Thousands Of People Love This Black Santa & His Remarkable Story Is Unheard Of

Posted On : December 25, 2017

For The O’Jays, “Christmas just ain’t Christmas, without the one you love.” However, for thousands of kids in New Orleans, La., Christmas just ain’t Christmas without the real life Black 7th ward Santa. His name is Fred Parker, he’s 75 years old, and has been bringing a helluva amount of Christmas joy to kids and their parents for many decades -45 years to be exact- in the 7th ward neighborhood of N.O.

So obviously, Akim & Teddy obviously had it right when in 1973, they soulfully sang: “Santa Claus is a Black man, Santa Claus is a Back man and he’s handsome, like my daddy too”

Fred Parker has become so popular as Black Santa in the N.O., that parents who once sat on his lap to take their Christmas photo when they were youngins, now bring their kids to do the same thing. It’s the one chance in New Orleans that many African American kids will have the opportunity to truly believe that there is a Santa Claus who looks like them as well. That sentiment is shared by many parents, such as N.O. residents, Dione Joseph-Breckenridge and Kimberly Davis, who told they’re happy to have a Black Santa for their children:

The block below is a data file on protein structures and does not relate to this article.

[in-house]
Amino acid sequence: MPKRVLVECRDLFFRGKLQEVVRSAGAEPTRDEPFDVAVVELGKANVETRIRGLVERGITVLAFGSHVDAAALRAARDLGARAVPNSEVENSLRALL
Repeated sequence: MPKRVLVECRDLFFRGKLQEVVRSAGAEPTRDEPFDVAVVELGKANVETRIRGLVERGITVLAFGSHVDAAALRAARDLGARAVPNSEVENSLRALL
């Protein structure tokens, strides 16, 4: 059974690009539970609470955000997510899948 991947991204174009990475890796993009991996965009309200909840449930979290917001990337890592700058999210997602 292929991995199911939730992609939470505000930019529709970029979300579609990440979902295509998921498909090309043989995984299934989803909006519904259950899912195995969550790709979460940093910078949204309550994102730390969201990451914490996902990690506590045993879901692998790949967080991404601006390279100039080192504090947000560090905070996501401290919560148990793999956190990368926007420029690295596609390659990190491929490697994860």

Resident Dione Joseph-Breckenridge told VICE that Parker’s role was important because it gives black children a character they can relate to. Her comments were echoed by resident Kimberly Davis. “For me, this is just really about representation, and so this was a part of my childhood and I want to share that with him so when he grows up he’ll be like ‘Yeah, Santa Claus is a black man,” Davis told VICE when referring to her son’s experience with Parker.

Black Santa a.k.a. Fred Parker was once a school bus driver and now he spends his Christmas holidays sometimes having to convince a few skeptical children that he’s the “real” Santa, LOL. Here’s how:

“So I tell them, ‘Pull this beard off my face,’” says Parker.

Parents on Twitter also love to reminisce and proudly boast on their kids now crossing that bridge to create their own Black Santa memory:

It would be great for children of all races- Black, White, Latino, Asian, etc.- to have a Santa Claus who represents them.  Although we have yet to see a Santa for each race become as popular as the one Black Santa the kids in New Orleans get to see, it’s a great start with the legacy Fred Parker continues to build. Merry Christmas ILOSM family.